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Entrepreneur secures patent

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  • | 8:06 p.m. June 15, 2010
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Philadelphia stock broker-turned Sarasota entrepreneur Susan Beausang can now add her own patent to her list of firsts.

Beausang, founder of, was awarded the patent last month. Three years in the making, the patent is for the Beaubeau scarf, a head covering she created in 2002 when she sought a fashion-conscious alternative to a wig for women and girls coping with hair loss. “It was a long process,” Beausang tells Coffee Talk. “There was a lot involved.”

The patent process was complicated by the fact that at its core, Beausang's product is merely a piece of cloth used as a scarf. But Beausang, through her patent filings and eventually in person, argued that the unique design of the Beaubeau scarf allows for two things no other scarf can do. For one, says Beausang, it can combine fabrics with seams to “offer maximum comfort and rule out slippage.”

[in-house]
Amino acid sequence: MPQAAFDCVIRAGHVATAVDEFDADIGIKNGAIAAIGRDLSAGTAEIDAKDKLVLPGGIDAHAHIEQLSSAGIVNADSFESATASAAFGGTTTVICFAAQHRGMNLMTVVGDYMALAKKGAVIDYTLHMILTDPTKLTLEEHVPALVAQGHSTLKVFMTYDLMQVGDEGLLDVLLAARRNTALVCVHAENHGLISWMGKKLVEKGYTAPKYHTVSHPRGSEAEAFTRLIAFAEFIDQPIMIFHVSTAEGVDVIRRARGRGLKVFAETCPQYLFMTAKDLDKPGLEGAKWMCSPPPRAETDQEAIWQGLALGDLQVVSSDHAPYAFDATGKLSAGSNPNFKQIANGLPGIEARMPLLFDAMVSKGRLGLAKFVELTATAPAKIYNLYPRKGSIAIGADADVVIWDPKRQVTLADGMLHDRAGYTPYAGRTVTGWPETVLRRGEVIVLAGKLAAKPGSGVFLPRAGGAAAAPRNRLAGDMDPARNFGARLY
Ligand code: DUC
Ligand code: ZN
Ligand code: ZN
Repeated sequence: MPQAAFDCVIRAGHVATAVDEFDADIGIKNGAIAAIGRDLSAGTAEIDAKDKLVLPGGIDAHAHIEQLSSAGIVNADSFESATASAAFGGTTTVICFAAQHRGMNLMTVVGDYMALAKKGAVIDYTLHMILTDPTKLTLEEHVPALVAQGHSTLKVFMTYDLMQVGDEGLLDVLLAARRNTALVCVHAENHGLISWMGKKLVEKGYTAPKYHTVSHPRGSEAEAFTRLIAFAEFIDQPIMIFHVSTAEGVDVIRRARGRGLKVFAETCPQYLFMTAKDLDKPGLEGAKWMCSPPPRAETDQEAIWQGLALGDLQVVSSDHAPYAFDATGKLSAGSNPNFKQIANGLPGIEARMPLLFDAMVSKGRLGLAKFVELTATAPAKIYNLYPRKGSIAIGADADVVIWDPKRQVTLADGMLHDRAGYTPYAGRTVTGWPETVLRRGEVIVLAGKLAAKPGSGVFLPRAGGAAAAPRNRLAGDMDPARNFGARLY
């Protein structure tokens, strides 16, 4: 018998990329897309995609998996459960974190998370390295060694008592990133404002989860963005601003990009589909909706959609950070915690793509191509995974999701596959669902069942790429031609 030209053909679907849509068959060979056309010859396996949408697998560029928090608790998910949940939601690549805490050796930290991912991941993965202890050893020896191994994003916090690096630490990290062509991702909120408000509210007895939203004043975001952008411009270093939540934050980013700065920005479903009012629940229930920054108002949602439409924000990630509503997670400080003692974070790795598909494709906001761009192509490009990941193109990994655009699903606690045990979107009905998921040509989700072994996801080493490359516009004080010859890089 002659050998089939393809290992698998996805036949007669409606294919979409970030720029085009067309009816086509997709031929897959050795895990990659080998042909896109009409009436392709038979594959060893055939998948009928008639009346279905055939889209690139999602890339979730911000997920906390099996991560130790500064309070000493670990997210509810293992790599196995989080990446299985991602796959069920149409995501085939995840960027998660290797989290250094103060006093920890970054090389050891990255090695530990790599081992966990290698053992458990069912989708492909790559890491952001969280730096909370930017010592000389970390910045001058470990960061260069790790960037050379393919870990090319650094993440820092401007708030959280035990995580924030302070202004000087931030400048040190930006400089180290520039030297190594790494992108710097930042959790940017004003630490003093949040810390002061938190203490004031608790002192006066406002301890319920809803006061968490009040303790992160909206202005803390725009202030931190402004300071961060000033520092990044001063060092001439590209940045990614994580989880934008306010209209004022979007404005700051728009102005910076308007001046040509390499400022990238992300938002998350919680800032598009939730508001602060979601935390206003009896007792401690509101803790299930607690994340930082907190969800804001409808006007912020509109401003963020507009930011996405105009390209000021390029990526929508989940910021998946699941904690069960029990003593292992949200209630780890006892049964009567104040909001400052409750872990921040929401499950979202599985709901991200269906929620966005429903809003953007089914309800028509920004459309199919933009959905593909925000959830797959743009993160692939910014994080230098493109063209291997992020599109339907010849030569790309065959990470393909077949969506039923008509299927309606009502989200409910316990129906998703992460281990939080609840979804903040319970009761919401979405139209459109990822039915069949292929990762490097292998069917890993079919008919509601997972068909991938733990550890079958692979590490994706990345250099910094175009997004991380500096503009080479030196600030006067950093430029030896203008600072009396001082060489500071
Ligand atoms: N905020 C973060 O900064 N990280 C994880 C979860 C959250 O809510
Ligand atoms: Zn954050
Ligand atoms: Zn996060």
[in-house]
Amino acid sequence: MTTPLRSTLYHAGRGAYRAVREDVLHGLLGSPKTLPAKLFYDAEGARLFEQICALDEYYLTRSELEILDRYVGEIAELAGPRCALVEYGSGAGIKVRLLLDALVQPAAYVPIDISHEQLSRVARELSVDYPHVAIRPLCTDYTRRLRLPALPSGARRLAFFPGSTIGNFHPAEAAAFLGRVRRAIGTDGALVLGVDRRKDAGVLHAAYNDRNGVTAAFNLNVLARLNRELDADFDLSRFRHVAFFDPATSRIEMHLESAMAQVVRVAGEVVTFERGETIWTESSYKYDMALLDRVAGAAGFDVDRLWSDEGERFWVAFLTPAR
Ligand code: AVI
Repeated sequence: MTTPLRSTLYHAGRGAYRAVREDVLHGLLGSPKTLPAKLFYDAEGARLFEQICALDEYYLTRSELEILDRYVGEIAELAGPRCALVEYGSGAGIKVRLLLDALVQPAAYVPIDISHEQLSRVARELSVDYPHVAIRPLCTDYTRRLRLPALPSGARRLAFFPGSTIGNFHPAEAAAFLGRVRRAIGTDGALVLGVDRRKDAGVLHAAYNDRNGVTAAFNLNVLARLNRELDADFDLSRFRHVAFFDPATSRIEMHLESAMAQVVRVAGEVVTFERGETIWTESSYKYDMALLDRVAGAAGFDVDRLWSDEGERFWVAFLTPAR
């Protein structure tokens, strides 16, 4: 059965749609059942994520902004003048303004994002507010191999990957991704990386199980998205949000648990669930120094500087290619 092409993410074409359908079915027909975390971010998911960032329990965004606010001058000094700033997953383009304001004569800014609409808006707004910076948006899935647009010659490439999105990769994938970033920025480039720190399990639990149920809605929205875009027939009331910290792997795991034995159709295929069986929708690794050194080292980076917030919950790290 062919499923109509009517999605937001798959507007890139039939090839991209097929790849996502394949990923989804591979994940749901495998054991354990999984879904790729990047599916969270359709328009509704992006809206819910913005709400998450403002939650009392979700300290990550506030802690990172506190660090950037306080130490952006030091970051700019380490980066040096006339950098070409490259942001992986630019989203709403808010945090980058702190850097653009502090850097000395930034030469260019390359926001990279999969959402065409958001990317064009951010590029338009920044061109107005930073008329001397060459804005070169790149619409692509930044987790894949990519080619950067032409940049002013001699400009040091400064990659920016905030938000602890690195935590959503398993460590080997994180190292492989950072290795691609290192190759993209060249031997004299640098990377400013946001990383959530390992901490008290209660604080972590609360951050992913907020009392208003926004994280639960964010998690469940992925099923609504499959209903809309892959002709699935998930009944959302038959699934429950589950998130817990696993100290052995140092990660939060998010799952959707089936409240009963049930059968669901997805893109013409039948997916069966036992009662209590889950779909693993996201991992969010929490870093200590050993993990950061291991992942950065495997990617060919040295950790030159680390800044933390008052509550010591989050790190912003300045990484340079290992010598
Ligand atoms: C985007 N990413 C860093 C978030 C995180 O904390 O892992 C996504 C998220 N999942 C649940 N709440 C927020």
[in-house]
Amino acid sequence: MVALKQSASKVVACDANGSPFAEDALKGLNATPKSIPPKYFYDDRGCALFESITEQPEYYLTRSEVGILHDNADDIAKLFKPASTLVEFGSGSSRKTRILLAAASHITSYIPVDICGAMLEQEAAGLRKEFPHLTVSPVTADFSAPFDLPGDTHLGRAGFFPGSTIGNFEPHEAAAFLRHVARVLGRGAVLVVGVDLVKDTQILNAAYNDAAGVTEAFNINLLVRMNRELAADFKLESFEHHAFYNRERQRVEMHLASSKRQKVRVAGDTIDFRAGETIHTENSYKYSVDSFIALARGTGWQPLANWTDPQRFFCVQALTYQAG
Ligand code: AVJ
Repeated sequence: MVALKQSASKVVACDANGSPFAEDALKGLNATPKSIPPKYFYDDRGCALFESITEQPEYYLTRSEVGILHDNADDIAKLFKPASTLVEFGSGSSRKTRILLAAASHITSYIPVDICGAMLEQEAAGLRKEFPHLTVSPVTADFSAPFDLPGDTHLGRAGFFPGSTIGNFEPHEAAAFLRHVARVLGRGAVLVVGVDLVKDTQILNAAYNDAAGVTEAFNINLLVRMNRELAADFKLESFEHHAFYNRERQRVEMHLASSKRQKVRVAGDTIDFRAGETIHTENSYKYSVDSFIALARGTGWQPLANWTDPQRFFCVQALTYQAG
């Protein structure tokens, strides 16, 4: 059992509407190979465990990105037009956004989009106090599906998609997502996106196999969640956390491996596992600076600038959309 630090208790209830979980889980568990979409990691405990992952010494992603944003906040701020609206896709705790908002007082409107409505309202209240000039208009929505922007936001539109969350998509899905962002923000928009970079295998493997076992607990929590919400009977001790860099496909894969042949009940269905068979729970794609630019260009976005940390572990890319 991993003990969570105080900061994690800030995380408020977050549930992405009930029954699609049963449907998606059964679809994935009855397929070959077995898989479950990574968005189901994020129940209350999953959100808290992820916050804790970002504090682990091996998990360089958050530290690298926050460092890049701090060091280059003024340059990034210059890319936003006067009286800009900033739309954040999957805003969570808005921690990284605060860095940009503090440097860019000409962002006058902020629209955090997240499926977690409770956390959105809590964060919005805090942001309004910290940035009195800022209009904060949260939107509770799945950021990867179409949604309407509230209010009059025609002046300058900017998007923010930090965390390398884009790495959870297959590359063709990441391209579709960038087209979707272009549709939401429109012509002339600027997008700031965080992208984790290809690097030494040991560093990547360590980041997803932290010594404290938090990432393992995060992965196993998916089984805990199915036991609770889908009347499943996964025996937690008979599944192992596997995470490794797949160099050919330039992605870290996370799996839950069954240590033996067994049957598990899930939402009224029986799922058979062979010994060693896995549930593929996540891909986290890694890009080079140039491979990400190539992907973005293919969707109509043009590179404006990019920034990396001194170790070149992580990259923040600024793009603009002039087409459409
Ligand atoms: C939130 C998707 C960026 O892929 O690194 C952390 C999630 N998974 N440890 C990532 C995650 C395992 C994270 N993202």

The Beaubeau, adds Beausang, is also designed to give some fullness at the back of the head without creating any gaps on the side or perimeter. That aspect is key when selling the product to people with medical hair loss.

Beausang's company has sold the Beaubeau scarves online and in hospital gift stores and boutiques for five years, reaching the mid-six figures in annual sales. Beausang also has a personal interest in the scarf: She suffers from Alopecia, a non-life threatening autoimmune skin disease that causes hair loss on the scalp and other parts of the body. (See Review, Jan. 23, 2009)

The originations of the Beaubeau came from those days. At the time of her diagnosis, Beausang lived in Philadelphia, where she was the first woman to own a seat on the Philadelphia Stock Exchange.

Beausang wrote letters to 40 material suppliers in New York City before she chose one who could meet her quality and cost requirements.

The patent effort, she found, took similar diligence. A close family friend is a patent attorney, so that helped defray some of the costs. But the process became a quest for vindication that included a trip to the U.S. Patent and Trademark office in Washington D.C. for a personal interview with federal patent officials.

Beausang's biggest lesson from the experience is one other inventors and entrepreneurs can heed: Don't sacrifice design principles for cost reasons, no matter how tough that might be. “In the end,” says Beausang, “that [sacrifice] will work against you.”


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